The New York Yankees manager Aaron Boone was a baseball player for twelve years, mostly with the Cincinnati Reds. During the last half of the 2003 season, he famously played 52 games for the Yankees. Boone became a Yankee star when the 2003 Red Sox won the sixth game of the ALCS forcing a game seven.
Tim Wakefield pitched a scoreless tenth for Boston and in the bottom of the 11th faced Aaron Boone, who had entered earlier as a pinch-runner. On Wakefield’s first pitch of the inning, Boone launched a walk-off home run into the left-field seats of Fenway Park. ALCS MVP Rivera running to the mound and collapsing on it in joy, Boone jumping on home plate, and Rivera being carried off on his teammates’ shoulders as the Yankees won the ALCS. Boone was forever entered into Yankee’s lore.
After the 2017 season and loss to the cheating Houston Astros (not known at the time), the New York Yankees decided it was time for a managerial change. Joe Girardi, who brought the Yankees to their last World Series win, did not renew his contract. The Yankees searched for a new manager, interviewing several prospects. Considered for the job was Girardi’s 10-year veteran Rob Thompson, Eric Wedge, who worked in the front office of the Blue Jays, Hensley Meulens, a hitting coach, and Aaron Boone. The Yankees ended choosing Boone and gave him a four-year contract.
Yankees fans, upon learning of the hiring, said Aaron, who? Boone had no managerial experience and was only known for hitting the walk-off homer in 2003. Most fans thought the Yankees should have kept Joe Girardi, but the Yankees wanted a manager that could better communicate with younger players and was not as strict as Girardi.
In the eyes of New York Yankee fans, Boone had some pretty big shoes to fill. The Yankee brass claimed that one of the main factors in his removal, besides his overbearingness, was that he didn’t communicate well with the young players. This was the same manager who brought a young Miami Marlins team that nothing was expected of to fourth place in the National League and was named Manager of the Year in 2006. The first time a Manager of the Year was ever awarded to a manager of a fourth-place team.
It wouldn’t take long to gain some faith in Boone and his approach to management. Boone and the team won 100 games in 2018. At the end of the season, the Yankees won their Wild Card games against the Athletics but lost the divisional series against the Red Sox. In 2019 Boone bettered his record and won 103 games and the AL East. In the postseason, they swept the Minnesota Twins in the divisional series. They went on to the ALCS against the Houston Astros but again excited early in losing to the Astros.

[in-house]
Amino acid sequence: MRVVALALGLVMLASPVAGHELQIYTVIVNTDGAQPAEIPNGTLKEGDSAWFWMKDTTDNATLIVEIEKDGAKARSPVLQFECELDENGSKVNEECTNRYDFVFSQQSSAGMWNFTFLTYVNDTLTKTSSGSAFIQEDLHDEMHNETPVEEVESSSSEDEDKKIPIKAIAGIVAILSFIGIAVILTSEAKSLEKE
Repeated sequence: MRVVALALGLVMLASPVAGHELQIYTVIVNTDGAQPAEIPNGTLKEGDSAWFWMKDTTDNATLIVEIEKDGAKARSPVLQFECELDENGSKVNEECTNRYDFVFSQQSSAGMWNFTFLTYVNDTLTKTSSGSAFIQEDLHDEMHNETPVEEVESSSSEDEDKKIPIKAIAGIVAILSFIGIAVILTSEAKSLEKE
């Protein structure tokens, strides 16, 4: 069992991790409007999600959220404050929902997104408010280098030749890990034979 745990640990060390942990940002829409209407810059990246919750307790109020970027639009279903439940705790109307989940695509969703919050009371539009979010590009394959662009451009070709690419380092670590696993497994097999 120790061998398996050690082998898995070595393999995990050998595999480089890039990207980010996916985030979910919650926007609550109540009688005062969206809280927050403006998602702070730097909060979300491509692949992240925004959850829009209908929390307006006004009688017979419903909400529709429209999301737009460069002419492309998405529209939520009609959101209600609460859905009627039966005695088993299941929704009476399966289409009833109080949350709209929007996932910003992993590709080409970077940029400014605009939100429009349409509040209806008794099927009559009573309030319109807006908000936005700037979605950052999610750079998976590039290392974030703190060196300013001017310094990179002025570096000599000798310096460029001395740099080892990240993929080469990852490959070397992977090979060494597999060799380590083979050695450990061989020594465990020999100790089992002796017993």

Still, Boone was praised for bringing the team to the postseason with unprecedented injuries. Fast forward to the 2020 coronavirus season when injuries again plagued the Yankees. The Yankees would lose the East to the Tampa Bay Rays. But in the expanded playoffs, the Yankees got a berth in the Wild Card Series sweeping the Cleveland Indians. The Yankees would have to face their foe in the south, the Tampa Bay Rays in the ALDS. The Yankees lost again.
With their third early exit in a row from the postseason, many began to question Boone’s leadership, at least in the postseason. Boone is now in the last year of his contract, and a contract extension was in question. Maybe in the eyes of the fans, but not so with the Yankee front office. General Manager Brian Cashman made it known he wants Boone to be the manager for the next ten years.
With the New York Yankees’ full faith and a new rotation of pitchers to work with, Aaron Boone will have a chance to prove that Cashman’s faith in him was warranted. The Yankees probably have the best chance of advancing this season than they have had in several years. If Boone fails to win the division that has several weakened teams or has another early exit in the postseason, we may again be having this discussion.